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Private Vs. Public

POSTED ON Feb 02, 2017 by Bruce Enemark

Cultural differences abound as you leave the borders of the USA and step on foreign soil. Differences in language, food and clothing are the obvious ones. But there are other differences that are more internal, more psychological, more sociological. Jon and Jen Myers are finding their niche among the Kaje people. All is not “coming up roses” for them; they are finding areas that before this they wouldn’t have even thought about. And it’s difficult.

US Cultural Practices

Social expectations are very different.The Myers observed that, in the States, “we were able to live such personal, private and scheduled lives. We weren’t dependent on other people as we pursued our own desires, home and hobbies. We weren’t forced to interact with neighbors more than a friendly greeting or occasional wave now and then. We were in control of how social we wanted to be.

“Social events were scheduled, not random or unexpected. We could go to a social event, visit with friends for a bit and then escape back to the privacy of our own home and life. For family time we could stay home or go out and not be interrupted by others. The things we did or didn’t do had little effect on others. We had our little bubble of a world, and that is where we stayed.”

Kaje Cultural Practices

Boy, Kaje, Bow and Arrow, Culture Practice

Is that wrong? Are we commanded to do otherwise? Is our culture flawed? Regardless of your view, the Kaje see life very differently. As the Myers put it, “They don’t live in separate little worlds. It is one big one. Their lives are an ongoing social interaction with one another. They need one another for work, gardening, hunting, protection and settling disputes.

“One person’s fight becomes an entire clan/family fight. One individual’s debt becomes the clan/family debt. Entire clans must reconcile to settle disputes between two individuals. If not, they believe one person’s unresolved conflict can cause others to become sick and even die. ... Social visits aren’t scheduled. … People go and come all day. They ‘story’ together, eat together and work together.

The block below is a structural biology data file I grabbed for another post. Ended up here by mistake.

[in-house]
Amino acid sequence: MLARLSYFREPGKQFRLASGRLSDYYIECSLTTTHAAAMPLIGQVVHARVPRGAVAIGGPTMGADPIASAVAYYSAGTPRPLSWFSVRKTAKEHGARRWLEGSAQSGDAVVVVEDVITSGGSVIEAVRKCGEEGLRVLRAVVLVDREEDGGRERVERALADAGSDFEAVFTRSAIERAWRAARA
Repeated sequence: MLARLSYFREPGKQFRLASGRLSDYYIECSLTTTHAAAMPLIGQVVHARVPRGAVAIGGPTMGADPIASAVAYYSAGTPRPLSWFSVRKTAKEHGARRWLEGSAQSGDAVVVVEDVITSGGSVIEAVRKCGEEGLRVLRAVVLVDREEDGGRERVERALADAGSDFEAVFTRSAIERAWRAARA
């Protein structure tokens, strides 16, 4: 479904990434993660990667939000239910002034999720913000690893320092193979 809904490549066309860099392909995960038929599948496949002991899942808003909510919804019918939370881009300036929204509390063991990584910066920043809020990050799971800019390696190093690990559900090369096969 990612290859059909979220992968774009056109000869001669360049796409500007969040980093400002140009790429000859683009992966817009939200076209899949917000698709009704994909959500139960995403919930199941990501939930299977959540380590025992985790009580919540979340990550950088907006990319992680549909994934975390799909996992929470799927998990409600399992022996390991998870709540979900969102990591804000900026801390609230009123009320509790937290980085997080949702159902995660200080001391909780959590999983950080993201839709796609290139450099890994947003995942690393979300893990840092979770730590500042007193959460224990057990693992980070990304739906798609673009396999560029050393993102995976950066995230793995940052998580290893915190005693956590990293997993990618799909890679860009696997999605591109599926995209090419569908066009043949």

“They are never too busy for a visitor. They would never put work above visiting a guest. Everything is dropped if a guest arrives, and there is always the expectation that you will eat with them. If you leave before eating, that could bring great shame on the household.”

Christian Cultural Practices

Christian, Culture, Thrive, Kaje Clan

I wonder how I would react to a culture with these different expectations placed on me. As if in answer to my queries, the Myers said, “To us, it is exhausting. It is not easy for a western, time-oriented person to adjust to such an interdependent and social culture. But it is exciting to me to imagine how the body of Christ might one day look and function amongst these people. Because of their social capacity and their interdependence on one another, the body of Christ could potentially thrive here and perhaps even look more like what we read about in Acts.

“Think about it: when your world is as social and interdependent as described above, then it just makes sense to meet together, worship, look after, help, encourage, repent, reconcile, discipline and exhort one another. How natural for them one day to be practicing the gifts God will give them individually for the building up of the Body. That is exciting stuff to me. And that is our prayer for the Kaje.”

That makes me think that some of our Western ways could stand to be adjusted to be more like the Kaje. Believers are the Body of Christ — we need to live with that in mind and care for one another like the Kaje do.